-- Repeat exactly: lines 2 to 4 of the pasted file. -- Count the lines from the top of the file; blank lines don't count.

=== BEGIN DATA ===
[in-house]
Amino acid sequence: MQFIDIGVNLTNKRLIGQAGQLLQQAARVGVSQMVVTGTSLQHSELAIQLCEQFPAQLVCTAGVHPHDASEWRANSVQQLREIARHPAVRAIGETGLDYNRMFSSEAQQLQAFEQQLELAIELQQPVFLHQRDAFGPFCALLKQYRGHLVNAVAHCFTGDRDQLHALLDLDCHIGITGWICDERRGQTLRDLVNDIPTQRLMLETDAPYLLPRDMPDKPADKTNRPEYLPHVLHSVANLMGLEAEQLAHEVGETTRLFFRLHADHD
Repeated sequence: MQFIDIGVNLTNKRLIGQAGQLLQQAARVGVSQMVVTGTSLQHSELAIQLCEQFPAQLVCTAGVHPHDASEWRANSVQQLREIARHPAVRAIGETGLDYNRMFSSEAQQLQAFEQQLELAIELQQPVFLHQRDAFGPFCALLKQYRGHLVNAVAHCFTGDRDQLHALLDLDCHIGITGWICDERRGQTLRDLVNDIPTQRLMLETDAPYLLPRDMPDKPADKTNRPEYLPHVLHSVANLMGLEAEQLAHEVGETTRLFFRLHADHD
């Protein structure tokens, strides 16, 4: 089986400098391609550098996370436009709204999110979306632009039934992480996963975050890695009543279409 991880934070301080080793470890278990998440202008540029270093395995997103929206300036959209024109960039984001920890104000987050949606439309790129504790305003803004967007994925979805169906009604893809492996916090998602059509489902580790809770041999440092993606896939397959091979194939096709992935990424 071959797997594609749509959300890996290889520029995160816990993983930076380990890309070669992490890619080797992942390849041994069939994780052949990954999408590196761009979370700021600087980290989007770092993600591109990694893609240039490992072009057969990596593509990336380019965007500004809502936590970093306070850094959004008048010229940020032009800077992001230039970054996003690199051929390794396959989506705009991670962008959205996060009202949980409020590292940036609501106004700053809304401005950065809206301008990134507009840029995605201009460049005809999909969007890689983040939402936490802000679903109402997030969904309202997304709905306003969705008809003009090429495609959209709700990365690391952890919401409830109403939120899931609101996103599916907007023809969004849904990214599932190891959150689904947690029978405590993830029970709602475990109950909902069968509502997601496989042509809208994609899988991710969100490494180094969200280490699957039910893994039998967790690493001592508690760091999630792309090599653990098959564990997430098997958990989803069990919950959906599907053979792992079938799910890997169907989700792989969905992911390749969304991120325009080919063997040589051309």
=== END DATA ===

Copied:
Amino acid sequence: MQFIDIGVNLTNKRLIGQAGQLLQQAARVGVSQMVVTGTSLQHSELAIQLCEQFPAQLVCTAGVHPHDASEWRANSVQQLREIARHPAVRAIGETGLDYNRMFSSEAQQLQAFEQQLELAIELQQPVFLHQRDAFGPFCALLKQYRGHLVNAVAHCFTGDRDQLHALLDLDCHIGITGWICDERRGQTLRDLVNDIPTQRLMLETDAPYLLPRDMPDKPADKTNRPEYLPHVLHSVANLMGLEAEQLAHEVGETTRLFFRLHADHD
Repeated sequence: MQFIDIGVNLTNKRLIGQAGQLLQQAARVGVSQMVVTGTSLQHSELAIQLCEQFPAQLVCTAGVHPHDASEWRANSVQQLREIARHPAVRAIGETGLDYNRMFSSEAQQLQAFEQQLELAIELQQPVFLHQRDAFGPFCALLKQYRGHLVNAVAHCFTGDRDQLHALLDLDCHIGITGWICDERRGQTLRDLVNDIPTQRLMLETDAPYLLPRDMPDKPADKTNRPEYLPHVLHSVANLMGLEAEQLAHEVGETTRLFFRLHADHD
């Protein structure tokens, strides 16, 4: 089986400098391609550098996370436009709204999110979306632009039934992480996963975050890695009543279409 991880934070301080080793470890278990998440202008540029270093395995997103929206300036959209024109960039984001920890104000987050949606439309790129504790305003803004967007994925979805169906009604893809492996916090998602059509489902580790809770041999440092993606896939397959091979194939096709992935990424 071959797997594609749509959300890996290889520029995160816990993983930076380990890309070669992490890619080797992942390849041994069939994780052949990954999408590196761009979370700021600087980290989007770092993600591109990694893609240039490992072009057969990596593509990336380019965007500004809502936590970093306070850094959004008048010229940020032009800077992001230039970054996003690199051929390794396959989506705009991670962008959205996060009202949980409020590292940036609501106004700053809304401005950065809206301008990134507009840029995605201009460049005809999909969007890689983040939402936490802000679903109402997030969904309202997304709905306003969705008809003009090429495609959209709700990365690391952890919401409830109403939120899931609101996103599916907007023809969004849904990214599932190891959150689904947690029978405590993830029970709602475990109950909902069968509502997601496989042509809208994609899988991710969100490494180094969200280490699957039910893994039998967790690493001592508690760091999630792309090599653990098959564990997430098997958990989803069990919950959906599907053979792992079938799910890997169907989700792989969905992911390749969304991120325009080919063997040589051309």